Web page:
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Nat Struct Mol Biol. 2019 Nov 25. doi: 10.1038/s41594-019-0331-x. [Epub ahead of print]

Mechanism of ribosome stalling during translation of a poly(A) tail.

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MRC Laboratory of Molecular Biology, Cambridge, UK.
Department of Structural Biology, Stanford University School of Medicine, Stanford, CA, USA.
Department of Applied Physics, Stanford University, Stanford, CA, USA.
Department of Biological Chemistry & Molecular Pharmacology, Blavatnik Institute, Harvard Medical School, Boston, MA, USA.
Department of Cell Biology, Blavatnik Institute, Harvard Medical School, Boston, MA, USA.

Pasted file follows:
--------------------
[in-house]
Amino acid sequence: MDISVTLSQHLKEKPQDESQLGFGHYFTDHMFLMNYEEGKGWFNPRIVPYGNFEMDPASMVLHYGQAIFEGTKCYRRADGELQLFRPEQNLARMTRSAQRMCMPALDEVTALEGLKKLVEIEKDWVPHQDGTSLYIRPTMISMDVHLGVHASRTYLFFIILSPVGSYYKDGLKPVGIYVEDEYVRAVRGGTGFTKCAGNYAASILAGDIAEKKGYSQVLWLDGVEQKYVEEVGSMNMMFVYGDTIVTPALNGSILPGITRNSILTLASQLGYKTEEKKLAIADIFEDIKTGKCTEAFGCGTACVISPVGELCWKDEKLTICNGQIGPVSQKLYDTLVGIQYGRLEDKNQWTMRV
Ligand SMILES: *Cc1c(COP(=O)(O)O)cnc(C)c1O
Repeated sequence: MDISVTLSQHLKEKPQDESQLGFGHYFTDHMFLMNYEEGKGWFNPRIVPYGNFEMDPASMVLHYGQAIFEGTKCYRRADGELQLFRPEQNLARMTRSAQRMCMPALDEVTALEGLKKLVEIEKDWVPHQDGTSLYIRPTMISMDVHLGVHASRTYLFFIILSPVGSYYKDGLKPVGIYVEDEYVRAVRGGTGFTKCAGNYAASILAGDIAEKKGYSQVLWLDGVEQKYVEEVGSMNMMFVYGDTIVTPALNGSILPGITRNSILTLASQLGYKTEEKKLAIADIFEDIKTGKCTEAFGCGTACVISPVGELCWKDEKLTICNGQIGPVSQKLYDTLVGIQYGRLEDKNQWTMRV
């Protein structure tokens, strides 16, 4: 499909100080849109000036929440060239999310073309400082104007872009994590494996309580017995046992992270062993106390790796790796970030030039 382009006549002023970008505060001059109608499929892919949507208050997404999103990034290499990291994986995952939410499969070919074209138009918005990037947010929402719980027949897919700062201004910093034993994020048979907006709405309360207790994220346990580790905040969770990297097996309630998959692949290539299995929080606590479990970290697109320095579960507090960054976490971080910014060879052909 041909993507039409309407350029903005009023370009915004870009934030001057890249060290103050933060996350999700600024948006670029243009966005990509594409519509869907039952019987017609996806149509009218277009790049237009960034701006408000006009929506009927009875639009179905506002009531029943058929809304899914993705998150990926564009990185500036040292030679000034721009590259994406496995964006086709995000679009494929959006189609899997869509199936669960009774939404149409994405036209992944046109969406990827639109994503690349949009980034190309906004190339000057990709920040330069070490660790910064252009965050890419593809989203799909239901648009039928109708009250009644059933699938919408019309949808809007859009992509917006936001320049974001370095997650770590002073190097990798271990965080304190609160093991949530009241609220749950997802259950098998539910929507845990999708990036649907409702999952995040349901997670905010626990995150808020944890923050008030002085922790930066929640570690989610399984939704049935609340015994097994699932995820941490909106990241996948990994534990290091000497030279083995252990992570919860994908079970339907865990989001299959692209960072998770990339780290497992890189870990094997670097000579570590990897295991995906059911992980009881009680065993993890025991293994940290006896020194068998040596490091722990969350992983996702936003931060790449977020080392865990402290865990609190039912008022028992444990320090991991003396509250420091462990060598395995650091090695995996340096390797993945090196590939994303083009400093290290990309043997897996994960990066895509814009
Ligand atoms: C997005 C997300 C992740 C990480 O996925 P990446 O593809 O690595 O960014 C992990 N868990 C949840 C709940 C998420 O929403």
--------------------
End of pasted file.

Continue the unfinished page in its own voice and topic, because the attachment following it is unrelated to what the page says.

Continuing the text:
MRC Laboratory of Molecular Biology, Cambridge, UK.


Faulty or damaged messenger RNAs are detected by the cell when translating ribosomes stall during elongation and trigger pathways of mRNA decay, nascent protein degradation and ribosome recycling. The most common mRNA defect in eukaryotes is probably inappropriate polyadenylation at near-cognate sites within the coding region. How ribosomes stall selectively when they encounter poly(A) is unclear. Here, we use biochemical and structural approaches in mammalian systems to show that poly-lysine, encoded by poly(A), favors a peptidyl-transfer RNA conformation suboptimal for peptide bond formation. This conformation partially slows elongation, permitting poly(A) mRNA in the ribosome's decoding center to adopt a ribosomal RNA-stabilized single-stranded helix. The reconfigured decoding center clashes with incoming aminoacyl-tRNA, thereby precluding elongation. Thus, coincidence detection of poly-lysine in the exit tunnel and poly(A) in the decoding center allows ribosomes to detect aberrant mRNAs selectively, stall elongation and trigger downstream quality control pathways essential for cellular homeostasis.


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